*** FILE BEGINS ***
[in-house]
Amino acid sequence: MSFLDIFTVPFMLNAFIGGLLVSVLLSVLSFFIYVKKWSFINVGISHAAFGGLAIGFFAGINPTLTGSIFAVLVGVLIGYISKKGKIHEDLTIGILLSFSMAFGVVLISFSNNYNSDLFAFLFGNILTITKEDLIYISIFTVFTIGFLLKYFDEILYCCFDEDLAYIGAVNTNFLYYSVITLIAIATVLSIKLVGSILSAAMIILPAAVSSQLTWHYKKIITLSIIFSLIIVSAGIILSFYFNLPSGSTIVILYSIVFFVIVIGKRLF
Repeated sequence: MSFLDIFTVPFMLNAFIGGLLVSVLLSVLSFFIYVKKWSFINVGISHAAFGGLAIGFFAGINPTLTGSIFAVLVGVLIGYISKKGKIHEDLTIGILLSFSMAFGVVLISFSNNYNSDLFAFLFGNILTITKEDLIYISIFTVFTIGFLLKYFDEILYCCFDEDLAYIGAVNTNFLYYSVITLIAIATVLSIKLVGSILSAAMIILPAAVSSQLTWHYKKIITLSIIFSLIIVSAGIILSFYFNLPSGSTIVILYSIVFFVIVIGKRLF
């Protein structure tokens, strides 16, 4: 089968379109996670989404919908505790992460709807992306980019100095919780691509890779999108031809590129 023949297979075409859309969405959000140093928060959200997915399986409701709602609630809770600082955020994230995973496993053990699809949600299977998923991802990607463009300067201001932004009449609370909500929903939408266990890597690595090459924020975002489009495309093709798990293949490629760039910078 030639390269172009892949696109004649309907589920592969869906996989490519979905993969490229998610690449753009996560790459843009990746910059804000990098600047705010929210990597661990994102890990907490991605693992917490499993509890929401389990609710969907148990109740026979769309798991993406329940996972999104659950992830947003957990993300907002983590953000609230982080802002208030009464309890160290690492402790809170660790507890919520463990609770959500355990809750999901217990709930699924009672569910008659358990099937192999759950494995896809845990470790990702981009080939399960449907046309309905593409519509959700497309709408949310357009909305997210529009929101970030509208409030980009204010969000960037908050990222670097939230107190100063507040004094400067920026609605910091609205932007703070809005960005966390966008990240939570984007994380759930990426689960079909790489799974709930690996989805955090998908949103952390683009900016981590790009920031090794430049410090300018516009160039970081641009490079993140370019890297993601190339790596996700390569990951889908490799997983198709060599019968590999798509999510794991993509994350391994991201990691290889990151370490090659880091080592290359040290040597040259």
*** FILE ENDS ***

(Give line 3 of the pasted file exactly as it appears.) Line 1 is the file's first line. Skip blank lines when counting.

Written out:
Repeated sequence: MSFLDIFTVPFMLNAFIGGLLVSVLLSVLSFFIYVKKWSFINVGISHAAFGGLAIGFFAGINPTLTGSIFAVLVGVLIGYISKKGKIHEDLTIGILLSFSMAFGVVLISFSNNYNSDLFAFLFGNILTITKEDLIYISIFTVFTIGFLLKYFDEILYCCFDEDLAYIGAVNTNFLYYSVITLIAIATVLSIKLVGSILSAAMIILPAAVSSQLTWHYKKIITLSIIFSLIIVSAGIILSFYFNLPSGSTIVILYSIVFFVIVIGKRLF